In this case we are going to build a common library module that we will re-use in future scripts. It will load our configuration and environment.  It will also export some methods that make our test script code a lot easier to read. The configuration and environment setup functionality is covered in prior articles so we’ll leave that out of this discussion.

What This Script Does

This script automates the very first steps of setting up a WordPress site after the software has been installed.  We use this on our Store Locator Plus development systems after doing a “fresh install” of WordPress so our dev team doesn’t have to keep typing in the same 5 things over-and-over every week when we spin up a new release to be tested “from scratch”.

The script will select our language (English, the default) wait for the next screen to load and then type in the title of the site, our username, email, check some boxes and click the install button.      The other elements of setting up our site such as the database name, etc. has been completed as part of our base dev box setup so you won’t see that here.   You can easily extend this test to cover the other WordPress install forms.

The Scripts

We’ll leave out the configuration and environment scripts as they have been covered a few times in other articles. Our main test script and the common lib are below.

Main Test

Common Lib

Discussion

The Main Script

The main script itself is fairly self-explanatory thanks to our new helper methods in our common library.   The main script load the common library and assigns it to the local test variable.    That library has setup logging for us, the Selenium Webdriver, and some “nice to have” functions that we’ll get into later.

We output that our activate site test has started to the log window, load up our WordPress site URL with the get command and when the page is loaded click the continue button, wait for various form elements like the blog title to appear and fill it in.  We also click some things as well.

Simple, right?

The Magic, aka Common Library

The real magic happens in the common library.   It employs the tricks we’ve learned in previous lessons to build reusable code and make our main scripts easier to read.   It uses the standard NodeJS module export technique to define names for our methods as well as their functionality.

There are some things that are common for most web tests, type a value into a form field, click a button on a form.    We’ve added some “make this stuff behave” logic using the Selenium Promise-based style to ensure things are more stable than randomly typing stuff and hoping they are on our page.

Let’s review our new methods in more detail.

When ID Exists Type

This method is used to look for an input on a page by its HTML ID and type something into the form.    We could just “jam some key strokes” into a field and assume it is on our page.  However we often are waiting for dynamic JavaScript elements to appear on modern websites.   We also have pre-filled input fields like password suggestions to deal with.   Things are not as simple as they seem.

In this method we first tell Selenium to wait for the element to appear on our page.   Our wait loop will give the web page 6 seconds to present the element or throw an error.   That is the driver.wait() part with until.elementLocated() within.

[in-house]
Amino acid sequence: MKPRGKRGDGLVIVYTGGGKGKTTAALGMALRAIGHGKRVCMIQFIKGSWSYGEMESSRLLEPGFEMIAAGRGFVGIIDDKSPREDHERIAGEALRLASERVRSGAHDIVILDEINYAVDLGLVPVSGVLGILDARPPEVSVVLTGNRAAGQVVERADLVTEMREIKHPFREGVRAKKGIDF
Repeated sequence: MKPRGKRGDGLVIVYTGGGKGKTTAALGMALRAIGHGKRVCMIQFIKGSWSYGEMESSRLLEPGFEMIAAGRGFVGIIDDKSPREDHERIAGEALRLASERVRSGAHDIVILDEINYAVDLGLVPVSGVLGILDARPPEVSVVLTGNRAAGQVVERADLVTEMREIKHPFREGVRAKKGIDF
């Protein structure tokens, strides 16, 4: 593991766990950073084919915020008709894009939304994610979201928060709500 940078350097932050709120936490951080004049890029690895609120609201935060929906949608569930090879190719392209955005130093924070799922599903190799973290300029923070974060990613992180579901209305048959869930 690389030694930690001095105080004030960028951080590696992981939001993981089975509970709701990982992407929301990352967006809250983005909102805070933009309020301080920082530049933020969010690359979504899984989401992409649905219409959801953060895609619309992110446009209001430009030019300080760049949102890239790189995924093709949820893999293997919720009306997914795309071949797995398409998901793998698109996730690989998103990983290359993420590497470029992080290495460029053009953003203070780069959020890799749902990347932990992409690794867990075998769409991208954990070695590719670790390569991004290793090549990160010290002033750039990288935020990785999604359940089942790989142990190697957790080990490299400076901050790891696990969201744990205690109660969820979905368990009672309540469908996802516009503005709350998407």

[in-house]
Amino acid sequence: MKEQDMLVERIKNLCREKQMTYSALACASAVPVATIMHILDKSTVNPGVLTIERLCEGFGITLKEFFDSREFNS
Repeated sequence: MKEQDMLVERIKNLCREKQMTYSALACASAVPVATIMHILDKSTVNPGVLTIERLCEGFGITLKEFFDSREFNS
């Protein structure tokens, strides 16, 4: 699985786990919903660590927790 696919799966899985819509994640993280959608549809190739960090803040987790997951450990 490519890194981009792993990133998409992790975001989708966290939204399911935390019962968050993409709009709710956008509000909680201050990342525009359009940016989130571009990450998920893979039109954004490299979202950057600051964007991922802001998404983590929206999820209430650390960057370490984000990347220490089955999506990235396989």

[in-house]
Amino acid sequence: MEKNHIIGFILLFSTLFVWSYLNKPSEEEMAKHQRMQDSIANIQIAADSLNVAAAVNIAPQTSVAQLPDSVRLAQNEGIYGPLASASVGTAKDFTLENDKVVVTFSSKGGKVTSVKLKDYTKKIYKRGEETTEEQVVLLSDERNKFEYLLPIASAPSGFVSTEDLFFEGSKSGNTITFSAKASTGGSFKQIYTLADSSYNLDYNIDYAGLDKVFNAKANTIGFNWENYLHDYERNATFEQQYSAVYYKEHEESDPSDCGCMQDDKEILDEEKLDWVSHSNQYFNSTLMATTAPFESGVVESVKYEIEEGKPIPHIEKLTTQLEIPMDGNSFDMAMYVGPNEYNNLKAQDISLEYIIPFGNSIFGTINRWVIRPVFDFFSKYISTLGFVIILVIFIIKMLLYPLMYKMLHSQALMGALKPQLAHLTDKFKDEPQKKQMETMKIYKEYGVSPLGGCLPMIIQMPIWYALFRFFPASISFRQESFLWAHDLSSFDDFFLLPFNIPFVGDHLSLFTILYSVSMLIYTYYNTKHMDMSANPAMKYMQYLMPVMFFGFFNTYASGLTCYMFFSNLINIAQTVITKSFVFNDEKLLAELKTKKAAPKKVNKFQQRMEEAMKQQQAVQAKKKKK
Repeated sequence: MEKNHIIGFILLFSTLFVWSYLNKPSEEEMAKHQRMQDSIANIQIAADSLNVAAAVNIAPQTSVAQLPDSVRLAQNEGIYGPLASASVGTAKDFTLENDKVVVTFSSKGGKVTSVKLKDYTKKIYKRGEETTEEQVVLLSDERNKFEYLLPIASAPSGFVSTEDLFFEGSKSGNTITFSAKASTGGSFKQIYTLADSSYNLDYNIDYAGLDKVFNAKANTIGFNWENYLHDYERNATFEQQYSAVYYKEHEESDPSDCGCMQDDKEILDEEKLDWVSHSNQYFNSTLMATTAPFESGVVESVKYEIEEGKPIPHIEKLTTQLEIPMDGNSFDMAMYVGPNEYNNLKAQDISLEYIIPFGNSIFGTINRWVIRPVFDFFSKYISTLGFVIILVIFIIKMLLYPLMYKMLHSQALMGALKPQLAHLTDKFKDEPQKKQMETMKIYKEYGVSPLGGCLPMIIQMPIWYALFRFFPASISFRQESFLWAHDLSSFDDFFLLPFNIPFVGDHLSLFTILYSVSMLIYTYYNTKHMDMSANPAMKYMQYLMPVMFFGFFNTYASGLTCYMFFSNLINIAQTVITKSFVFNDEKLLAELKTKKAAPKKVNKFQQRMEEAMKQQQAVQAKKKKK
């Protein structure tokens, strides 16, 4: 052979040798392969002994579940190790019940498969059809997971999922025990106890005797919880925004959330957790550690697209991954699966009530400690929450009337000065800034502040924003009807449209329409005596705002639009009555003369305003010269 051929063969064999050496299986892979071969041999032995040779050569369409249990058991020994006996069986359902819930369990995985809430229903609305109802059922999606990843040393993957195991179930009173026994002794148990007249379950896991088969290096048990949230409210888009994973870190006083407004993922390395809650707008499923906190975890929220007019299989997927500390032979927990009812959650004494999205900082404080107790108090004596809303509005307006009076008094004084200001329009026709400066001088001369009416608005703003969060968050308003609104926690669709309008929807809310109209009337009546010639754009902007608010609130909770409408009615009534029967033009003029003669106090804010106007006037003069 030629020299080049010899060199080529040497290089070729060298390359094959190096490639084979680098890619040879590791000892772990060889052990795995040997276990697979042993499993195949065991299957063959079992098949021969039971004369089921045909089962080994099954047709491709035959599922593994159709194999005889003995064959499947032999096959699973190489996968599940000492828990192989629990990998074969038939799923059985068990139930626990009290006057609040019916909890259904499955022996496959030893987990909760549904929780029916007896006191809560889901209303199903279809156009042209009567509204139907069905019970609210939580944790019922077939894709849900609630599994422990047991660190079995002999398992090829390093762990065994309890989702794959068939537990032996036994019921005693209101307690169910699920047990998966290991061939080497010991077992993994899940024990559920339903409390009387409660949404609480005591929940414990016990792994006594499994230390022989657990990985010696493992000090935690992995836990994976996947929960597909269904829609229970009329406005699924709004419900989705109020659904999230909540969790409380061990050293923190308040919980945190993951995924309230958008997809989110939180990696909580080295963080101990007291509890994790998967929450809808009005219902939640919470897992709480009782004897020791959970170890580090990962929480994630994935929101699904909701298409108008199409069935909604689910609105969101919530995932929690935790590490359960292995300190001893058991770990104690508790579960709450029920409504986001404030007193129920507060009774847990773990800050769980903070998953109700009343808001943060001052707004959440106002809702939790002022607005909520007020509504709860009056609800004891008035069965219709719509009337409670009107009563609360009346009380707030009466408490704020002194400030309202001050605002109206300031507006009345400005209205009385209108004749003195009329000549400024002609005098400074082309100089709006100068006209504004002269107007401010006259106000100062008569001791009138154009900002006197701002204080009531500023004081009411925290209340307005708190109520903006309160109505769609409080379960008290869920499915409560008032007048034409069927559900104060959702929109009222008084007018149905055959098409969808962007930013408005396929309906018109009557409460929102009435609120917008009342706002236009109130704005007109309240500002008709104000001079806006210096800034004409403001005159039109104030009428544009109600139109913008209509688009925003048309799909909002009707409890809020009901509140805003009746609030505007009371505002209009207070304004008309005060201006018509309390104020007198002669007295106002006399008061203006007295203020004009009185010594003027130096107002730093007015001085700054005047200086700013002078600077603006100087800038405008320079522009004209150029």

If the element is located run the success function defined within the then() follow-on method attached to the driver.wait() call.

Notice we assign findElement() to var el.   Why?  We want to make sure the input field is EMPTY when we start.    We do that by click on the input field first, then clearing it out, then ending our value in as keystrokes.   This addresses any pre-filled fields like the WordPress password suggestion as well as any add ons your browser may be employing that auto-fill forms (if you did not disable them, which you should).

The when_id_exists_click() is the same idea as the input method but in this case we have less work to do since we are clicking a button and don’t have to clear the element out.   No need to explain further.

When Name Visible Click

This method is a bit different than the ID Exists Click or ID Exists Type methods.   While the concept is the same the difference is in the execution.    The Selenium until.elementIsVisible() method has been constructed differently than the other methods in the library.    This is one of those language inconsistencies, and every language has them, that drives developer crazy.

 

Many of the other until.blah() methods take a LOCATOR as the parameter, in other words the By.id or By.name method where the locator is what is being processed.   elementIsVisible() takes the actual web element itself.    It’s a gotcha that has tripped up more than a couple of Selenium coders.   It is why our Visible Click method is more complex.

To not repeat ourselves and ensure consistency we setup our locator in the by variable to locate an element by name.    We let the driver wait until our element is found by name on the page, using the standard 6 second delay.   Once we know the element is on the page we assign it to the el variable and then do another wait until the element is visible.

Remember, just because an element is within the web page (part of the DOM structure) it does not mean it is visible.   It is also important to know that many Selenium functions will NOT let you interact with an element that is not visible.